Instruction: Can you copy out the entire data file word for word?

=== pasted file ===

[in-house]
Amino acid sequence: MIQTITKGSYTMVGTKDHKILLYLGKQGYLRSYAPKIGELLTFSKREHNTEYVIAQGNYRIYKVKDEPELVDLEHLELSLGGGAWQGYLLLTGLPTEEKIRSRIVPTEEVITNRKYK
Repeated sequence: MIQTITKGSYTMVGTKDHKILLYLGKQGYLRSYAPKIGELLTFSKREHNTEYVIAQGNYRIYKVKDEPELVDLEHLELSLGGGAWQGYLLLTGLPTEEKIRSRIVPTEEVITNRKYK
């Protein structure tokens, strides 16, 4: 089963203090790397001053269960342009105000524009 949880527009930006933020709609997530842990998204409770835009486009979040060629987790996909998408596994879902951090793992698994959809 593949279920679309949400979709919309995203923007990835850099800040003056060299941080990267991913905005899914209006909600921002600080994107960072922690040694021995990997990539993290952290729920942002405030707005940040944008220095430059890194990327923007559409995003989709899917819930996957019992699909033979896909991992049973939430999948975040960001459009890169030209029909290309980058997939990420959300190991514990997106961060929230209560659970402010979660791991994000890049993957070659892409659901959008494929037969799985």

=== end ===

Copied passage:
[in-house]
Amino acid sequence: MIQTITKGSYTMVGTKDHKILLYLGKQGYLRSYAPKIGELLTFSKREHNTEYVIAQGNYRIYKVKDEPELVDLEHLELSLGGGAWQGYLLLTGLPTEEKIRSRIVPTEEVITNRKYK
Repeated sequence: MIQTITKGSYTMVGTKDHKILLYLGKQGYLRSYAPKIGELLTFSKREHNTEYVIAQGNYRIYKVKDEPELVDLEHLELSLGGGAWQGYLLLTGLPTEEKIRSRIVPTEEVITNRKYK
């Protein structure tokens, strides 16, 4: 089963203090790397001053269960342009105000524009 949880527009930006933020709609997530842990998204409770835009486009979040060629987790996909998408596994879902951090793992698994959809 593949279920679309949400979709919309995203923007990835850099800040003056060299941080990267991913905005899914209006909600921002600080994107960072922690040694021995990997990539993290952290729920942002405030707005940040944008220095430059890194990327923007559409995003989709899917819930996957019992699909033979896909991992049973939430999948975040960001459009890169030209029909290309980058997939990420959300190991514990997106961060929230209560659970402010979660791991994000890049993957070659892409659901959008494929037969799985």